Construction employment increased in 44 states last month compared to a year earlier, while only 20 states added construction jobs from February to March, according to a new analysis of federal employment data released by the Associated General Contractors (AGC) of America.
Most contractors report they are “still eager to hire” but have been stymied by a lack of qualified applicants. They urged officials in Washington to strengthen employment-based immigration and fund more career and technical education.
“A one-two punch from a pullback in homebuilding and unusually severe weather, especially in California, caused employment to drop in most states from February to March,” said Ken Simonson, chief economist. “Construction employment continued to expand almost everywhere in March compared to a year ago, as demand for apartments, nonresidential building and infrastructure remains strong in many states.”
Between March 2022 and last month, 44 states added construction jobs, while industry employment declined in five states.
Florida was in third place (15,100 jobs, 2.6 percent), behind Texas (41,200 jobs, 5.4 percent), and New York (18,200 jobs, 4.7 percent). West Virginia reported the largest percentage loss (-7.5 percent, -2,500 jobs). Losses also occurred in Colorado (-1,800 jobs, -1.0 percent), Connecticut (-1,800 jobs, -2.9 percent) and South Dakota (-300 jobs, -1.2 percent).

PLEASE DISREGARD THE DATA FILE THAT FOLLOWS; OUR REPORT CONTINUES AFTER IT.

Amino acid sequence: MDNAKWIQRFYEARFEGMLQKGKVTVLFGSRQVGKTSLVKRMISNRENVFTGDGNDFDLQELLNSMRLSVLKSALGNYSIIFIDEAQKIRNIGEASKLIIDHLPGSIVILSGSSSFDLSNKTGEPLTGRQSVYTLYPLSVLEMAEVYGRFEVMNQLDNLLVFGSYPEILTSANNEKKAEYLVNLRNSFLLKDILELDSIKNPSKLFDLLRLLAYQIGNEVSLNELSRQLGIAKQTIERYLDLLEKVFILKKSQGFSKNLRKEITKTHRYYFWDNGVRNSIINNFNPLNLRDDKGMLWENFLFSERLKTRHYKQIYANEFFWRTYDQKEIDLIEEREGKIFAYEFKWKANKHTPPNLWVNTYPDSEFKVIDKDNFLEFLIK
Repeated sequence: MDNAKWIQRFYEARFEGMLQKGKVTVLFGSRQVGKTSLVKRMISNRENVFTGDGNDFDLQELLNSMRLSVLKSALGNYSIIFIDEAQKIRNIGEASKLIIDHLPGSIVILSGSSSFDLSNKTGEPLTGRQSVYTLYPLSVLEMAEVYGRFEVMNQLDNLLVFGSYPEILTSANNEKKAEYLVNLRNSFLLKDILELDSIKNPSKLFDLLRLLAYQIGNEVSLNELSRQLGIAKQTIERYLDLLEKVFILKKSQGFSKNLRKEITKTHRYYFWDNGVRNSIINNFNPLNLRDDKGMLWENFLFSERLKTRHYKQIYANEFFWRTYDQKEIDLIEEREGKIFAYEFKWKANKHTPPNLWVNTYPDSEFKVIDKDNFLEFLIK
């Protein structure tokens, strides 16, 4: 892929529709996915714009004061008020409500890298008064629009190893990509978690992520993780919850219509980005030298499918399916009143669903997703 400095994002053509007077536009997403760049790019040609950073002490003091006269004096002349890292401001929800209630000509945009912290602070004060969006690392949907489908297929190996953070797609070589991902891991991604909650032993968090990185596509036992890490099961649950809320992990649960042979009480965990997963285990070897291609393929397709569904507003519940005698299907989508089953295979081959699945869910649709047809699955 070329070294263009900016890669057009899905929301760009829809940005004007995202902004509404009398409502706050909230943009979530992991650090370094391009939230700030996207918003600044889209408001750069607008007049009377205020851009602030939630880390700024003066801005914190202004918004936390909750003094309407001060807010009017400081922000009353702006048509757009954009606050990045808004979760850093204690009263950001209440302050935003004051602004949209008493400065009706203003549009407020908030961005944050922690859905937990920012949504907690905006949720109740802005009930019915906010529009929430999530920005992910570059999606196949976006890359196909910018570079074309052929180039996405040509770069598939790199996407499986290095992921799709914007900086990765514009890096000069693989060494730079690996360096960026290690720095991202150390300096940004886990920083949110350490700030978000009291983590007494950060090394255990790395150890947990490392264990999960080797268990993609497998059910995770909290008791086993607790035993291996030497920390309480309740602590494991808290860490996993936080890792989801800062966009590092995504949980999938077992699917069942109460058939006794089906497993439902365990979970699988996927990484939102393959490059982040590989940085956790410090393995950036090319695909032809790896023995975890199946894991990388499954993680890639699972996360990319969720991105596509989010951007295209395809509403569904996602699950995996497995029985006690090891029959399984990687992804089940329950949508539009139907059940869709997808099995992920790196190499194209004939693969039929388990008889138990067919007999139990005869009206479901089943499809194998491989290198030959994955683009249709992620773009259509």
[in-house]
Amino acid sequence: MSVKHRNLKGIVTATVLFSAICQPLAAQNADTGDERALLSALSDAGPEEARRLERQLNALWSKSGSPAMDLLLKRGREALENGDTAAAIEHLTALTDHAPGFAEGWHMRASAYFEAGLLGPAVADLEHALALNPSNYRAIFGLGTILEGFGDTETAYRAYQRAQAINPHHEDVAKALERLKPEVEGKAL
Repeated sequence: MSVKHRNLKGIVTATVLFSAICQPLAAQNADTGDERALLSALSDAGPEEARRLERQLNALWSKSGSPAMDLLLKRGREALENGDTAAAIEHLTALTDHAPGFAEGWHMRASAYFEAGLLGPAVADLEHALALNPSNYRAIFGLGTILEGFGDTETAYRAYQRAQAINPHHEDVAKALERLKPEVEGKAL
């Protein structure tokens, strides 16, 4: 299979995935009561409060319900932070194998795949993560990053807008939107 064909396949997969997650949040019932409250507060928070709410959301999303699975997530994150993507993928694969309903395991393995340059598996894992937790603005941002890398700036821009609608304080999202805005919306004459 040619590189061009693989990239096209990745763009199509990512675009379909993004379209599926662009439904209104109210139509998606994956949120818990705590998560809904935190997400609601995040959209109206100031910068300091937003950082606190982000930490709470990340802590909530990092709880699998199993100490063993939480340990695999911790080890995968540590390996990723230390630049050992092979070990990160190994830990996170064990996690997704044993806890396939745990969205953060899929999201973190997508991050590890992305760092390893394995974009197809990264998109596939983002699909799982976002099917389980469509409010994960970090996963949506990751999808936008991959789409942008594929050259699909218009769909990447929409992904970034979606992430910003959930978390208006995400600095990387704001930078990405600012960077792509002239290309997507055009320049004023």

California experienced the largest decline in construction jobs in March (-8,200 jobs, -0.9 percent), followed by Washington (-3,600 jobs, -1.5 percent) and Florida (-2,300 jobs, -0.4 percent). Connecticut had the largest percentage loss for the month (-2.9 percent, -1,800 jobs), followed by Washington.
Association officials said demand remains strong for massive manufacturing construction projects in numerous states, while infrastructure and energy construction is expected to boom in the next few years, but the industry will need more skilled workers to produce these facilities. They called on officials in Washington to allow more employment-based immigration and to increase funding for career and technical education to enable more Americans to gain the skills needed for rewarding construction careers.
“There’s an immediate need for workers that can’t be satisfied domestically,” said Stephen E. Sandherr, the association’s chief executive officer. “At the same time, Washington should help more Americans prepare for the expanding opportunities in construction by providing adequate funding for career and technical programs.”
The original article can be found at: Florida Construction News